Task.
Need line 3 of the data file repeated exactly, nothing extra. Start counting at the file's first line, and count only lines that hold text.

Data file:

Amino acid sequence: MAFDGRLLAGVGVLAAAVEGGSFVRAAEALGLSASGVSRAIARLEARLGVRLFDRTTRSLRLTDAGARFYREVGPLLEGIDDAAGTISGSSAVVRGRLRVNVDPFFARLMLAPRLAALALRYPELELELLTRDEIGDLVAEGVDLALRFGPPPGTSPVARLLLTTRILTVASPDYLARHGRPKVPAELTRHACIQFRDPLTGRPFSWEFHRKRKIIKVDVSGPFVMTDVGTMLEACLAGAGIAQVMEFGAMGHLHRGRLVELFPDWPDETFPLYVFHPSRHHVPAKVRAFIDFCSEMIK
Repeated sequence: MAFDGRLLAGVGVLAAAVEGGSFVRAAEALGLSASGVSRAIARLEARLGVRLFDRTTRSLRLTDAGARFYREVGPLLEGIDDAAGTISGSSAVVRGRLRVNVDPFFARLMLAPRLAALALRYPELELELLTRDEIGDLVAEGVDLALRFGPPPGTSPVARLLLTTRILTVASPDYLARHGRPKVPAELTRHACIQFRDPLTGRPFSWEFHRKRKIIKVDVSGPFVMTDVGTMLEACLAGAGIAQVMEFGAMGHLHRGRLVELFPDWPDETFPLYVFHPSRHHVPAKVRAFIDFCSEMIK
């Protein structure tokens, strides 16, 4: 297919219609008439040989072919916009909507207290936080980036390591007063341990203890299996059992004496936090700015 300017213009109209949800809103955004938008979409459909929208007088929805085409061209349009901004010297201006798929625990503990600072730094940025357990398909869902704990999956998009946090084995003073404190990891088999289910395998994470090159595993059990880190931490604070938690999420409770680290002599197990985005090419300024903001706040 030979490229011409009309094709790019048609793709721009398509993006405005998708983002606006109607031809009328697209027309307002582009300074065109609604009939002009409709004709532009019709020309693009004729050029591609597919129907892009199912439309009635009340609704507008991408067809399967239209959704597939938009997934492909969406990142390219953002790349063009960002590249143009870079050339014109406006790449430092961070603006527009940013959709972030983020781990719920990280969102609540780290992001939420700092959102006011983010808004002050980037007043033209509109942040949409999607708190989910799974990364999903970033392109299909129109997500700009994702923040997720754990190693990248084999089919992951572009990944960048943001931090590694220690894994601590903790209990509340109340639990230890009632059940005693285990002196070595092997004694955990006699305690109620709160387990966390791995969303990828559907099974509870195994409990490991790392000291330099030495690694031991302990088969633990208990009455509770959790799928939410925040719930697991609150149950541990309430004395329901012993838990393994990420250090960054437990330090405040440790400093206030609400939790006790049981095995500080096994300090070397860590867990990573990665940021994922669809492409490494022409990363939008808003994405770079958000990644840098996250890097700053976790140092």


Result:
């Protein structure tokens, strides 16, 4: 297919219609008439040989072919916009909507207290936080980036390591007063341990203890299996059992004496936090700015 300017213009109209949800809103955004938008979409459909929208007088929805085409061209349009901004010297201006798929625990503990600072730094940025357990398909869902704990999956998009946090084995003073404190990891088999289910395998994470090159595993059990880190931490604070938690999420409770680290002599197990985005090419300024903001706040 030979490229011409009309094709790019048609793709721009398509993006405005998708983002606006109607031809009328697209027309307002582009300074065109609604009939002009409709004709532009019709020309693009004729050029591609597919129907892009199912439309009635009340609704507008991408067809399967239209959704597939938009997934492909969406990142390219953002790349063009960002590249143009870079050339014109406006790449430092961070603006527009940013959709972030983020781990719920990280969102609540780290992001939420700092959102006011983010808004002050980037007043033209509109942040949409999607708190989910799974990364999903970033392109299909129109997500700009994702923040997720754990190693990248084999089919992951572009990944960048943001931090590694220690894994601590903790209990509340109340639990230890009632059940005693285990002196070595092997004694955990006699305690109620709160387990966390791995969303990828559907099974509870195994409990490991790392000291330099030495690694031991302990088969633990208990009455509770959790799928939410925040719930697991609150149950541990309430004395329901012993838990393994990420250090960054437990330090405040440790400093206030609400939790006790049981095995500080096994300090070397860590867990990573990665940021994922669809492409490494022409990363939008808003994405770079958000990644840098996250890097700053976790140092």